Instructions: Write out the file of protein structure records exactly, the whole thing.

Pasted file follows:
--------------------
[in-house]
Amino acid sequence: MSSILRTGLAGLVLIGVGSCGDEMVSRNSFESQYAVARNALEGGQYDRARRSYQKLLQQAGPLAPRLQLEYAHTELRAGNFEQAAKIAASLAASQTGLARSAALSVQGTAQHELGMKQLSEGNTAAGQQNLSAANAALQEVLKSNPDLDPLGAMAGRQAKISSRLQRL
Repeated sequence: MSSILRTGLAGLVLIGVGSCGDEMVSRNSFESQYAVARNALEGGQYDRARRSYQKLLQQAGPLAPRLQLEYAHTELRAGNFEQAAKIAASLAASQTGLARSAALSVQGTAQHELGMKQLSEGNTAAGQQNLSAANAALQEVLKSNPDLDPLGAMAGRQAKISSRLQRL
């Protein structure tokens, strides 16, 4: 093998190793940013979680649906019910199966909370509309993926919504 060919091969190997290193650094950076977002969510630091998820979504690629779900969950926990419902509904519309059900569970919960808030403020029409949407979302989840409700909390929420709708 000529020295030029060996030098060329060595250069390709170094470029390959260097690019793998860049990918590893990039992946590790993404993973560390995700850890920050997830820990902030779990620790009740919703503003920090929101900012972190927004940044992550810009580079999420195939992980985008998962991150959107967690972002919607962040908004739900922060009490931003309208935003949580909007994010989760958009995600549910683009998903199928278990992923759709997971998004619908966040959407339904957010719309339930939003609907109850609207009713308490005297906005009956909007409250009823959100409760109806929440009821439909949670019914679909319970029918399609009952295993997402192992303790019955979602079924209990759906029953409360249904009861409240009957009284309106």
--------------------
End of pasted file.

[in-house]
Amino acid sequence: MSSILRTGLAGLVLIGVGSCGDEMVSRNSFESQYAVARNALEGGQYDRARRSYQKLLQQAGPLAPRLQLEYAHTELRAGNFEQAAKIAASLAASQTGLARSAALSVQGTAQHELGMKQLSEGNTAAGQQNLSAANAALQEVLKSNPDLDPLGAMAGRQAKISSRLQRL
Repeated sequence: MSSILRTGLAGLVLIGVGSCGDEMVSRNSFESQYAVARNALEGGQYDRARRSYQKLLQQAGPLAPRLQLEYAHTELRAGNFEQAAKIAASLAASQTGLARSAALSVQGTAQHELGMKQLSEGNTAAGQQNLSAANAALQEVLKSNPDLDPLGAMAGRQAKISSRLQRL
């Protein structure tokens, strides 16, 4: 093998190793940013979680649906019910199966909370509309993926919504 060919091969190997290193650094950076977002969510630091998820979504690629779900969950926990419902509904519309059900569970919960808030403020029409949407979302989840409700909390929420709708 000529020295030029060996030098060329060595250069390709170094470029390959260097690019793998860049990918590893990039992946590790993404993973560390995700850890920050997830820990902030779990620790009740919703503003920090929101900012972190927004940044992550810009580079999420195939992980985008998962991150959107967690972002919607962040908004739900922060009490931003309208935003949580909007994010989760958009995600549910683009998903199928278990992923759709997971998004619908966040959407339904957010719309339930939003609907109850609207009713308490005297906005009956909007409250009823959100409760109806929440009821439909949670019914679909319970029918399609009952295993997402192992303790019955979602079924209990759906029953409360249904009861409240009957009284309106």